EU faces deepening energy crunch over gas row
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Russian gas supplies to Austria, Slovakia and the Czech Republic were halted, adding to the list of EU states left without Russian fuel in freezing mid-winter temperatures.
AFP - All deliveries of Russian gas through Ukraine were halted on Wednesday, officials from both sides said, amid growing prospects European consumers could suffer from the crisis amid freezing weather.
Ukraine accused Russia of cutting off the gas to Europe while Russian energy giant Gazprom blamed Kiev for shutting the last remaining pipeline. But neither disputed that supplies of Russian gas across Ukraine had now been halted.
Ten European states have now reported complete halts of Russian supplies, with Austria, the Czech Republic, Romania and Slovakia becoming the latest countries to announce they were no longer receiving any Russian gas.
A total of 17 countries had already complained of receiving lower supplies of Russian gas due to the crisis, which was sparked by a row between Kiev and Moscow over unpaid debts and prices for 2009.
"Russia stopped all transit through Ukraine" at 7:44 am (0544 GMT), the spokesman for Ukraine's state gas company Naftogaz, Valentin Zemlyansky, told AFP.
"Russia has left Europe without gas," he added.
But Gazprom vice-president Alexander Medvedev accused Ukraine of cutting all gas deliveries to Europe, warning of "very serious technical problems" if pipelines stay closed.
"Last night Ukraine shut down all gas pipelines to Europe," Medvedev told reporters in Berlin. "This morning no pipeline is bringing gas through Ukraine to Europe."
He warned there would be "very serious technical problems with this very cold weather if the pipelines stay closed for a long time."
In a letter to Russian President Dmitry Medvedev and European Commission chief Jose Manuel Barroso, Ukrainian President Viktor Yushchenko demanded that Russia resume gas shipments to Europe "immediately."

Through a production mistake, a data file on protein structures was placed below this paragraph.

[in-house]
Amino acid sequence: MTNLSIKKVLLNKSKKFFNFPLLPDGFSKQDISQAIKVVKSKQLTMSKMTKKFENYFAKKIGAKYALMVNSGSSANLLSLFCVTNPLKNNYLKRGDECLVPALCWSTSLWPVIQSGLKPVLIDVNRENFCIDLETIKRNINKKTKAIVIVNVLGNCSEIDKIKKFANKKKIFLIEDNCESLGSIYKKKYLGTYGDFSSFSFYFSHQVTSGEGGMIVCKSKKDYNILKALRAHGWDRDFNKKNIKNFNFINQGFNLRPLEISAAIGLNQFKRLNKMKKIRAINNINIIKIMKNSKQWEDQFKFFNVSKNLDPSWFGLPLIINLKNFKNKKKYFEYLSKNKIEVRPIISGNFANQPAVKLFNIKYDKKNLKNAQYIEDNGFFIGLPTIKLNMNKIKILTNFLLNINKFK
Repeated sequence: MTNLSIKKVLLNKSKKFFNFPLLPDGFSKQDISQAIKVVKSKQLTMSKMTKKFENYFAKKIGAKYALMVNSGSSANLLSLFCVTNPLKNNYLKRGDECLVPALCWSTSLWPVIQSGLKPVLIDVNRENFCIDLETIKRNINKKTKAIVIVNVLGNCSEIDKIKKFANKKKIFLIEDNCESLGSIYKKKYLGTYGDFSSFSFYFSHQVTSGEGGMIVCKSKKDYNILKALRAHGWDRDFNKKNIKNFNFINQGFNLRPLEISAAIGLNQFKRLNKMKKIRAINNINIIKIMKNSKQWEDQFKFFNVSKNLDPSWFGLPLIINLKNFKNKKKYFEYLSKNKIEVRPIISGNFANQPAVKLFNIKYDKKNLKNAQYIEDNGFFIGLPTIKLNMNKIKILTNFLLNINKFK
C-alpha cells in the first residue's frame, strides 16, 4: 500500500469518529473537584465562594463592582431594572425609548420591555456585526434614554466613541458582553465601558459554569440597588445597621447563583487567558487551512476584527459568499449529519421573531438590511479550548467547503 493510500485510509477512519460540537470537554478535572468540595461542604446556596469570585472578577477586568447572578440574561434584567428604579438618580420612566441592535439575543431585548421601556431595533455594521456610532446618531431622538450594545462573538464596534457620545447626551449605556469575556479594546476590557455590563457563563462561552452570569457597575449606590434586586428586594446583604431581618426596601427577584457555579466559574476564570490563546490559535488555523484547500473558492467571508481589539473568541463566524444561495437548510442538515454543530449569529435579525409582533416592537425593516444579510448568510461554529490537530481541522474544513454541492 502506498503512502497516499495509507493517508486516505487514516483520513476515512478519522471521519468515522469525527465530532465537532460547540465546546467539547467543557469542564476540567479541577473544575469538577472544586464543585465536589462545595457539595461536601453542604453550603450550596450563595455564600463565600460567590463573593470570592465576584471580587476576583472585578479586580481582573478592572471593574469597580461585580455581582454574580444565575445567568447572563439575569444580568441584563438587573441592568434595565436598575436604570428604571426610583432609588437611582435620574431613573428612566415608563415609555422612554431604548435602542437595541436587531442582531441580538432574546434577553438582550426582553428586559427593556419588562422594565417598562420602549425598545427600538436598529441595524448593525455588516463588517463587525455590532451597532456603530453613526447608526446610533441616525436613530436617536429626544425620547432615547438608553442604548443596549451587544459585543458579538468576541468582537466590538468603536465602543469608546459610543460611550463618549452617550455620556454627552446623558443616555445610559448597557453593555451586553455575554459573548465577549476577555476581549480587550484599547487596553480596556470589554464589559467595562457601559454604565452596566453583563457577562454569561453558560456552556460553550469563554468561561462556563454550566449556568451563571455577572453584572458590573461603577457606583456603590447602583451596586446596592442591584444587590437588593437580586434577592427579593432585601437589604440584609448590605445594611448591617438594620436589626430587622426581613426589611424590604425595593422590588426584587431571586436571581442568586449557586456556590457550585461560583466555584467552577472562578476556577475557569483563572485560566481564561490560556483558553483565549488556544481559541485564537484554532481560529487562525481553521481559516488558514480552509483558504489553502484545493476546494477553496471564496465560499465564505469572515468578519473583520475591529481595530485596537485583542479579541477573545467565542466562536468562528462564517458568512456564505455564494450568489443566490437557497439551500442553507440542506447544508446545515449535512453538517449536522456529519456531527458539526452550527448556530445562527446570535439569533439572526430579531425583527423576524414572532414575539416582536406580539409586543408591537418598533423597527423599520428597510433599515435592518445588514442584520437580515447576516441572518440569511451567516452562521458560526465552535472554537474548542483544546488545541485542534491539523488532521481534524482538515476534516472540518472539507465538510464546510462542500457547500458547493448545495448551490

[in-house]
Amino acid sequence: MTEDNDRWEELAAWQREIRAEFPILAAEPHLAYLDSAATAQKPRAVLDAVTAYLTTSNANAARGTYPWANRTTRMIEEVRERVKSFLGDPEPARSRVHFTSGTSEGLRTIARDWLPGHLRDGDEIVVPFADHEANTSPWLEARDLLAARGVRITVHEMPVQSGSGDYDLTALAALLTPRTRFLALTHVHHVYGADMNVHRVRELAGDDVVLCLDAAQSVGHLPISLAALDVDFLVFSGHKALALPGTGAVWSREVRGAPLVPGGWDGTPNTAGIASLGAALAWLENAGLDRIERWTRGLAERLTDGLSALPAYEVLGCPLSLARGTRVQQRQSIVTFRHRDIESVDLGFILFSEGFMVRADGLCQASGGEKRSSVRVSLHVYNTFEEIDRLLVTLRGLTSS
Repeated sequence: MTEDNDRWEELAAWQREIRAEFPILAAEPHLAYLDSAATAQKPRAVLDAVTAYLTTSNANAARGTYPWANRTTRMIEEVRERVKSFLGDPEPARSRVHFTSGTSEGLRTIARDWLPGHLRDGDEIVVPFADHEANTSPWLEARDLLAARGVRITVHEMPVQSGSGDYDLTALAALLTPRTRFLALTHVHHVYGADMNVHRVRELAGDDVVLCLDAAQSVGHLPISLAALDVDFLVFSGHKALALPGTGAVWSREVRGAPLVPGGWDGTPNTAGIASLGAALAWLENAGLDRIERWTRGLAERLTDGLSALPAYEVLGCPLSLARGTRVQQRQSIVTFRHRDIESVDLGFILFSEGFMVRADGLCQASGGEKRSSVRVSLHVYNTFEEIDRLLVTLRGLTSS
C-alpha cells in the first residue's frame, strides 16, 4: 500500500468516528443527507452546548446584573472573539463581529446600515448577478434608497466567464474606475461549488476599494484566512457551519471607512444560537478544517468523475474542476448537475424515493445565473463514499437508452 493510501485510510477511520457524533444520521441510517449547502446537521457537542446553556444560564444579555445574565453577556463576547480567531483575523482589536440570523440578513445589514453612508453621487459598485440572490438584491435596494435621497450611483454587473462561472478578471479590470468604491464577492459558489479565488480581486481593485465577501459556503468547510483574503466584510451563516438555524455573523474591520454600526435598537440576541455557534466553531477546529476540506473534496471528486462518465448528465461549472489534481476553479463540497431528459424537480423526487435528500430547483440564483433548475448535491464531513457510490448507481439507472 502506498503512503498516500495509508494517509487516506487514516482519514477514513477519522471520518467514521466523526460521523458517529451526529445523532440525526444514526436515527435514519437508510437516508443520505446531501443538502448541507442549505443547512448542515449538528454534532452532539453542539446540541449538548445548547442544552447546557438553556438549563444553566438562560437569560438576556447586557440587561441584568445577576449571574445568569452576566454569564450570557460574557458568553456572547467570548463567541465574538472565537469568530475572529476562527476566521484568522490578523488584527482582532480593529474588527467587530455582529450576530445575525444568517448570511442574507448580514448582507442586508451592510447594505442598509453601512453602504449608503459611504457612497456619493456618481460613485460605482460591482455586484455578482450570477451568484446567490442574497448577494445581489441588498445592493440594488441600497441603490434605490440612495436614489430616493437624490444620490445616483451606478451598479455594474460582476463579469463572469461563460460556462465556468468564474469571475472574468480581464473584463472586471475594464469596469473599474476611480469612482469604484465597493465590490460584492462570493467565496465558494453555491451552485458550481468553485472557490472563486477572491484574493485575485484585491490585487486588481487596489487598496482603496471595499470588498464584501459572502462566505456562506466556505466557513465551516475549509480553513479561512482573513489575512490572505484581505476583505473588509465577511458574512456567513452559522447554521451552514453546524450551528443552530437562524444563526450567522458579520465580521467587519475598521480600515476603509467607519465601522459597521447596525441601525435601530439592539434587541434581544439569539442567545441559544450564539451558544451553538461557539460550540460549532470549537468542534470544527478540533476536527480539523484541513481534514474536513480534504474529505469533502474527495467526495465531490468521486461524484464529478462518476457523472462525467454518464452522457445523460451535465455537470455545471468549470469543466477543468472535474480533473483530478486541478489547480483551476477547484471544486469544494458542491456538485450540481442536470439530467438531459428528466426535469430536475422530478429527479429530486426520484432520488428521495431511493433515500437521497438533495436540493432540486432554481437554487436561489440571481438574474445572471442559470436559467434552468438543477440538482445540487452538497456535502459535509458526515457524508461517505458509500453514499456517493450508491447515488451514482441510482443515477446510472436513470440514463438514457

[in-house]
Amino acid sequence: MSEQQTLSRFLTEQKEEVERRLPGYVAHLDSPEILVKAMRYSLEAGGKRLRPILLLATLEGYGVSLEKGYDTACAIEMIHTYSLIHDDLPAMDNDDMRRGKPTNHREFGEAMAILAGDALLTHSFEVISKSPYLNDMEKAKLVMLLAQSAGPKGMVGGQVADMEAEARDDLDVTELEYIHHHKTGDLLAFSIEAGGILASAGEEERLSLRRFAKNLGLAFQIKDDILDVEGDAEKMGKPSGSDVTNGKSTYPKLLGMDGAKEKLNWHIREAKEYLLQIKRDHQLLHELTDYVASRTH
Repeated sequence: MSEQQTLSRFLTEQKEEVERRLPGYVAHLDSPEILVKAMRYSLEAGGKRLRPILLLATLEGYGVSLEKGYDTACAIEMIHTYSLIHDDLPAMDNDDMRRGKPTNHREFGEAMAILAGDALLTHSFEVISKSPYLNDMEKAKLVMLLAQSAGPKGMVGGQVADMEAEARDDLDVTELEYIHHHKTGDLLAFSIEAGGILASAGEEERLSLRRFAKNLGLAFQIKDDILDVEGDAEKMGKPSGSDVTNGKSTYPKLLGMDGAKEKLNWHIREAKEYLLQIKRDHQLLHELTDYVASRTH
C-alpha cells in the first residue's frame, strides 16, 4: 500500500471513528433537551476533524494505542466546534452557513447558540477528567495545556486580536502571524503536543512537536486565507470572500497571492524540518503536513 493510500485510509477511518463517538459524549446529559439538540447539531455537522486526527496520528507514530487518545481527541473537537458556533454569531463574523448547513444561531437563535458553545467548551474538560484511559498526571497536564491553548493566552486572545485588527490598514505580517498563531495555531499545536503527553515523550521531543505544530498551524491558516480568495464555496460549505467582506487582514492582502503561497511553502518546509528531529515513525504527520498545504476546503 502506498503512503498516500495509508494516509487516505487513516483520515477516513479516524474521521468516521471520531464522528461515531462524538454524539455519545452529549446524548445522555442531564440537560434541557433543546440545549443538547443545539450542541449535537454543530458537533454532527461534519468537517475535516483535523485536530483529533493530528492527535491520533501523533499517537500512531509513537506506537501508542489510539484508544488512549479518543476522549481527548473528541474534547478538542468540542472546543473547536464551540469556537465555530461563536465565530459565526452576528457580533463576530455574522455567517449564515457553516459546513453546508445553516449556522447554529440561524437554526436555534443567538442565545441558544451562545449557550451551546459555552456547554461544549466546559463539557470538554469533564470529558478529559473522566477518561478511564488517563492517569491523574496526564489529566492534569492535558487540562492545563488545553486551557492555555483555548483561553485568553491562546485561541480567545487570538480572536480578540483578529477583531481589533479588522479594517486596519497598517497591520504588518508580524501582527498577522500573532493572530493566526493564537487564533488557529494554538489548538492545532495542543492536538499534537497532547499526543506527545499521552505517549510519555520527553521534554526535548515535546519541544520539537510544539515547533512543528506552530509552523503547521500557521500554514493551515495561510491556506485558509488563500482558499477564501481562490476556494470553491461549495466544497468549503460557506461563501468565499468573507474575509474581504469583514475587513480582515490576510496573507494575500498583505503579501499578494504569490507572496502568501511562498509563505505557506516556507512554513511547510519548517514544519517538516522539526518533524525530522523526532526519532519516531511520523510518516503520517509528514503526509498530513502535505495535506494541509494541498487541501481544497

Russia is the world's biggest natural gas producer and provides about one-quarter of the gas used in the European Union, or about 40 percent of the gas the bloc imports. Some 80 percent of those imports pass though Ukraine.
"The Czech EU Presidency and the European Commission demand that gas supplies be restored immediately to the EU and that the two parties resume negotiations at once," the European Union said in a statement on Tuesday.
Russia cut gas supplies to Ukraine on January 1 over a payment dispute. In a bitter war of words, it then accused Ukraine of "stealing" Russian gas destined in Europe while Kiev blamed Moscow for the shortfalls.
Leaders in both Russia and Ukraine had pledged in recent weeks that supplies to Europe would not be disrupted by their dispute and they are now scrambling to paint each other as an unreliable energy partner for the EU.
Austria, the Czech Republic, Romania and Slovakia announced early on Wednesday that all their supplies of Russian gas had been cut off overnight.
Bosnia, Bulgaria, Croatia, Greece, Hungary and Macedonia had already announced that their deliveries had been cut. Bulgaria has resorted to rationing supplies to industry, Slovakia declared an energy emergency.
Poland, Serbia and Slovenia have reported drastic falls in Russian gas supplies, while France and Italy announced falls of 70 and 90 percent respectively.
Even Germany said it was starting to feel the first effects of the crisis.
Turkey said that supplies passing through Ukraine had been completely cut but that it was getting increased amounts through a separate gas pipeline that does not cross Ukraine.
The disruption coincides with the advance of an exceptionally cold front across much of central and western Europe. Temperatures dropped to minus 25 degrees Celsius (minus 13 Fahrenheit) in Serbia -- and many countries in eastern and central Europe depend on gas for central heating.
But experts said the immediate impact on consumers in Europe would be mitigated by the fact that they had consciously stocked up reserves after a similar Russia-Ukraine dispute caused shortfalls in 2006.
"We are still a long way from end-user customers having a problem," said Chris Weafer, chief strategist for Moscow-based investment bank UralSib.
In a sign of a possible compromise, the chief executive of Ukraine's Naftogaz, Oleg Dubina, said he would travel to Moscow on Thursday for talks with Gazprom.
Gazprom chief Alexei Miller also said that Russia would hold talks in Brussels on Thursday with the European Union and the EU Commission on the crisis.
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